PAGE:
I acquired Fallon’s messages and Mastio’s responses via a 2019 Freedom of Information Act request, reposted in full PDF form here.

Mastio recently resigned from USA Today and wrote about the changes he saw on its editorial policy last week in the New York Post.

In the years following that pressure from the Justice Department press office, Mastio and USA Today published some of the hard-hitting articles I submitted to them on federal law enforcement outrages, including:

End Federal Agents’ License to Kill” (November 9, 2015)

Comey firing justly knocks FBI off its pedestal” (May 11, 2017)

After the FBI’s Pulse nightclub failure, why should we trust James Comey anymore?” (April 3, 2018)

“Inspector general’s report on FBI and Clinton’s emails shows secrecy threatens democracy” (June 15, 2018)

Don’t count on the FBI to clear up the Kavanaugh-Ford mess. Its record is flawed” (October 2, 2018)

You may have seen him on a prayer candle, but James Comey is no saint” (August 30, 2019).

Inspector General report on FBI’s FISA abuse tells us one thing: We need radical reform.” (December 10, 2019)

Under four presidents, the Feds neglected duty to collect statistics on police killings” (June 11, 2020)

I don’t know how many other publications have been pressured by politicians or federal agencies to not publish or to muzzle my work. Unfortunately, I am unlikely to hear such details when the federal elbows succeed. I know some of the backstory of how the Washington Post caved in 1994 on an article on drug education turning kids into narcs; the Post added six paragraphs to my article and ended up libeling an innocent Georgia couple as drug dealers. The Post paid an undisclosed libel settlement and hushed up the incident. In 1999, Reader’s Digest took a dive after the Clinton White House pressured them not to publish my investigation of AmeriCorps. (My editors at the American Spectator weren’t intimidated, snapping up the piece and running it as a cover story.) There were other articles that were accepted by high-profile publications but then killed, sometimes for bizarre arcane reasons that almost certainly came from insiders at the agency I was whacking.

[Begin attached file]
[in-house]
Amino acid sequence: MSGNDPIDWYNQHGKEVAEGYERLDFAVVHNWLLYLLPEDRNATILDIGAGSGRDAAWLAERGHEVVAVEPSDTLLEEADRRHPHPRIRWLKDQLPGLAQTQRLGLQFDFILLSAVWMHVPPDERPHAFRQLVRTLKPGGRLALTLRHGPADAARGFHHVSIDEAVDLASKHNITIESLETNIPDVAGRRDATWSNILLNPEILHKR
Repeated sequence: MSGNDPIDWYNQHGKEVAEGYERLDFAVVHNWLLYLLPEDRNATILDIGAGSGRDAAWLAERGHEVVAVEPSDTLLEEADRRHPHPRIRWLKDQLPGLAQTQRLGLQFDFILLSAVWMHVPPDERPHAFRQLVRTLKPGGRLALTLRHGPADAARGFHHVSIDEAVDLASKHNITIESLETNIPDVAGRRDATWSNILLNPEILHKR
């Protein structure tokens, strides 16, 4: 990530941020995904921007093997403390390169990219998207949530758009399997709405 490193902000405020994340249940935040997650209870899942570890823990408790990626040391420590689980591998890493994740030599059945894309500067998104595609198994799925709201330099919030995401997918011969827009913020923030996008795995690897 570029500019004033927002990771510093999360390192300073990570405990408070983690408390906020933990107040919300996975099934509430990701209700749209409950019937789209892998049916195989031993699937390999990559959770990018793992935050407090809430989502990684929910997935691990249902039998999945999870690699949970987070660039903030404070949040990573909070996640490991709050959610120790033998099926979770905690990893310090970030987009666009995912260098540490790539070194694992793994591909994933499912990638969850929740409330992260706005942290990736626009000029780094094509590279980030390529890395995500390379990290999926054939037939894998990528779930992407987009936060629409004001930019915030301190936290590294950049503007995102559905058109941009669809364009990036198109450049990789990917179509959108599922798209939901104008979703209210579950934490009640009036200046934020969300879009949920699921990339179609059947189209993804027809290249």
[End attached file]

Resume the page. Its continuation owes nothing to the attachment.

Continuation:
I don’t know if those cases were the tip of the iceberg of media kowtowing or a few exceptional cases of editorial nerves failing. In prior times, when I filed Freedom of Information Act requests seeking to learn of G-men covertly targeting my work, the responses came back so empty that I sometimes burst out laughing. The FBI said they had nothing on me in their files—even though FBI chief Louis Freeh wrote letters to two newspapers in 1995 condemning my articles on Ruby Ridge. When I filed a request for mentions of my name in the records of the Office of the U.S. Trade Representative (which I often hammered in the 1990s), the official response notified me that they had nothing in their files on “Kevin Bovard.” Ya, well, I wasn’t asking about my cousin.

Jim Bovard is the author of Public Policy Hooligan (2012), Attention Deficit Democracy (2006), Lost Rights: The Destruction of American Liberty (1994), and 7 other books.

June 28, 2022 Posted by | Civil Liberties, Full Spectrum Dominance, Mainstream Media, Warmongering, Timeless or most popular | , | Leave a comment

Reporter who exposed Kiev’s lies about mass rapes branded state enemy

Samizdat | June 28, 2022

Ukrainian journalist Sonya Lukashova ended up on the notorious Mirotvorets (‘Peacemaker’) website after penning an article claiming that a vast majority of Russian military rape allegations produced by the country’s now former human rights chief, Lyudmila Denisova, were false. The Mirotvorets, widely believed to be run by Ukraine’s Security Service (SBU), lists individuals deemed to be “enemies of Ukraine.”